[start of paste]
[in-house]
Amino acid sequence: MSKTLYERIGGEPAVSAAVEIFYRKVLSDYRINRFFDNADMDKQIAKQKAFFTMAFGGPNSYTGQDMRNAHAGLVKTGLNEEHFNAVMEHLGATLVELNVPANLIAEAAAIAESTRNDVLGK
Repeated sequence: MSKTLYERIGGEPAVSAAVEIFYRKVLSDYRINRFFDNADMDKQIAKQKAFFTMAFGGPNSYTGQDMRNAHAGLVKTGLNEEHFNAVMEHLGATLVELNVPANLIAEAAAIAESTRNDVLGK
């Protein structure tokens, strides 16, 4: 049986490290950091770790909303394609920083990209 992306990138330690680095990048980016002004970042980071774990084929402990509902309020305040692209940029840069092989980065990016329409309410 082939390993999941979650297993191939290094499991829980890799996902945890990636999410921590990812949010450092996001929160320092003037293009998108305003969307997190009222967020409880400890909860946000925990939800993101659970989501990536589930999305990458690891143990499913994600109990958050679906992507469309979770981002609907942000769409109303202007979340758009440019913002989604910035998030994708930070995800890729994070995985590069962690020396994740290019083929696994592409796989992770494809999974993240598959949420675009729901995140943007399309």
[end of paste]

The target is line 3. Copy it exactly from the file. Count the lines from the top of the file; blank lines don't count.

Repeated sequence: MSKTLYERIGGEPAVSAAVEIFYRKVLSDYRINRFFDNADMDKQIAKQKAFFTMAFGGPNSYTGQDMRNAHAGLVKTGLNEEHFNAVMEHLGATLVELNVPANLIAEAAAIAESTRNDVLGK